The 81st Annual Meeting of the American Association of Physical Anthropologists (2012)


A comparative study of treponemal disease in the tibiae of two south Florida archaeological populations: Fort Center (8GL12) and Highland Beach (8PB11)

KENDRA L. PHILMON1, DOUGLAS BROADFIELD1, MICHAEL HARRIS1 and PETER FERDINANDO2.

1Anthropology, Florida Atlantic University, 2History, Florida International University

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Research into bioarchaeology and paleopathology allows for inference testing pertaining to population health and the relationship between disease and group status. The purpose of this study was an assessment and comparison of pathological tibiae from two Woodland populations from south Florida: Fort Center (8GL12) and Highland Beach (8PB11). These skeletal samples are from an inland site and a coastal site, respectively, and appear to represent two different social statuses, allowing for a comparative test of disease prevalence. For this study, we measured the frequency of treponemal disease using macroscopic observations of presence, absence, and the severity of pathological expression, including periosteal lesions, osteomyelitis, and bowing in dry tibiae. Importantly, treponemal disease is easily recognizable on the tibia, allowing for such comparative analysis of differential health patterns between samples of different social status.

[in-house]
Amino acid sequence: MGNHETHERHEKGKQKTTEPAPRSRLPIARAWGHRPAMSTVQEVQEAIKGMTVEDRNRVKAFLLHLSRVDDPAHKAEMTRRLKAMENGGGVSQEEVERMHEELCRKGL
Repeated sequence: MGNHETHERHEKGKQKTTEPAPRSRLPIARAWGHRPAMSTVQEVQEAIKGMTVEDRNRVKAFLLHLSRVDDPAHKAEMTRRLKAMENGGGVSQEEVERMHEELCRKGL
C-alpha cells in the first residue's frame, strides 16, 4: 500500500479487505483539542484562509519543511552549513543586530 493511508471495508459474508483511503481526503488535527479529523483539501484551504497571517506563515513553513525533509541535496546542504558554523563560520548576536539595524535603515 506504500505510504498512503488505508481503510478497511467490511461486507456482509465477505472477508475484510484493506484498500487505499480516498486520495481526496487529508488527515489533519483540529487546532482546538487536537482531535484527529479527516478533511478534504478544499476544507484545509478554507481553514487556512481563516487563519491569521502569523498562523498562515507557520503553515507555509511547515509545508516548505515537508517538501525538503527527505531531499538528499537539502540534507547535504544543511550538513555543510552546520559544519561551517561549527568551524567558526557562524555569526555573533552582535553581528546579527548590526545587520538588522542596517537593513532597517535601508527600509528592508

The hypothesis for this research posited that there is an association and dependence between group status, group location, and incidence of infection, in this case, treponemal disease. The results provide support for this hypothesis, demonstrating that a coastal and relatively lower status sample had a higher prevalence of treponemal infection than an inland and higher status sample. In sum, we found a disease incidence frequency of 0.62 in the Highland Beach sample, compared to 0.15 in the Fort Center sample.

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